If you’ve visited Schwartz MSL’s other blogs, you’ve probably seen our “Wait a Minute” video blog series. My recent post about working with lawyers and the inherent difference in the way we’ve both been trained got me thinking about a frequent challenge I faced when working in-house at law firms. Without fail, most Mondays I would arrive at the office with a fresh list of thought leadership topics culled from various sources; the Sunday paper, the radio during my morning commute, random Internet surfing.
Professional services firms are brimming with raw materials for thought leadership. For the most part, at a general practice (law, accounting, consulting) firm you can find a way into nearly any story on the front page or the top of a Google news search. With that in mind, I’d shop around my ideas to everyone; corporate, labor and employment, life sciences and litigation usually based on what had happened and then how to prevent it from happening again. Most often, I would find willing participants, but as I made my rounds, inevitably someone would say “Why would I want to capitalize on someone else’s misfortune?”
Here’s why: because it’s not capitalizing on someone’s misfortune. It’s doing the rest of the business community a big favor.
Let me repeat: it is not capitalizing on someone’s misfortune. Let's reframe it.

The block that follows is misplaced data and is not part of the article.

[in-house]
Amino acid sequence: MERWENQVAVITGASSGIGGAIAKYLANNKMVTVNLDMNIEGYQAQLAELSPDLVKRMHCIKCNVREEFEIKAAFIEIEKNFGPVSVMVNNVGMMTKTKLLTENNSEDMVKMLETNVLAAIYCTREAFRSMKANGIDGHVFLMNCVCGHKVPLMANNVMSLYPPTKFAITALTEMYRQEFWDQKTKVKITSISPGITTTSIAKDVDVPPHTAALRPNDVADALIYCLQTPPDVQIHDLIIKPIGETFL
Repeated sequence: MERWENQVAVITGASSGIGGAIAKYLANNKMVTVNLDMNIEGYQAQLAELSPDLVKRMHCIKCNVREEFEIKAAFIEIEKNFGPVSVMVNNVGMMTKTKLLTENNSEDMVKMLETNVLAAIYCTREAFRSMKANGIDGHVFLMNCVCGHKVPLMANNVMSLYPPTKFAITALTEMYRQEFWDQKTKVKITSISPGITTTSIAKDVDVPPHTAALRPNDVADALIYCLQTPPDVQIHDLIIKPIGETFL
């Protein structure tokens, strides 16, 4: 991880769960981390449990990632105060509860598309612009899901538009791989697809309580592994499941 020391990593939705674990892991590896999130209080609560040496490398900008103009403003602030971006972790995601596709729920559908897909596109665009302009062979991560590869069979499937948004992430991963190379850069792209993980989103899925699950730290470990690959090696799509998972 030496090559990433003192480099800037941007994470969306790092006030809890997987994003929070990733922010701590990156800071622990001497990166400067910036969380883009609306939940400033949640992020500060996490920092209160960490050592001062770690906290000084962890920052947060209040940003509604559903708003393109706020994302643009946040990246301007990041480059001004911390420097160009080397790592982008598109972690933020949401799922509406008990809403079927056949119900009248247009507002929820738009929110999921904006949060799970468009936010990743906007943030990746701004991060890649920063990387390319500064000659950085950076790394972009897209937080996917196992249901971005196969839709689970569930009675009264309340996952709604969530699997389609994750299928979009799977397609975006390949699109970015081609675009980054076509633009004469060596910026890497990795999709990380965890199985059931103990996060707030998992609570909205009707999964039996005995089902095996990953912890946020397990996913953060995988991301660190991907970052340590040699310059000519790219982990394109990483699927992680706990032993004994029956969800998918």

Here’s what I think is one of the best things about professional services thought leadership. What lawyers, accountants, and consultants know is how to protect companies from exposure or how to maximize their competitive edge. It’s hard to explain that without pointing to a tangible example of what worked or didn’t work in a previous situation. It’s no different than an academic case study brought to real life. Without it, advising on the issues of the day seems a little esoteric.
Good thought leadership needs a few things. Topics need to be:
- Current, if not ahead of, the curve
- Full of teachable moments so readers can understand how to apply the principle to their world
- A bit provocative to keep people thinking
But it also needs to be diplomatic. It needs to be done with a respect for the entities involved in the issue of the day, and not in a way that criticizes their efforts. It can be done – it’s the art of identifying those teachable moments and then using them for the good of the business community that makes the thought leaders true experts in the industry.
Posted by Meghan Gross on August 16, 2012 at 5:13 PM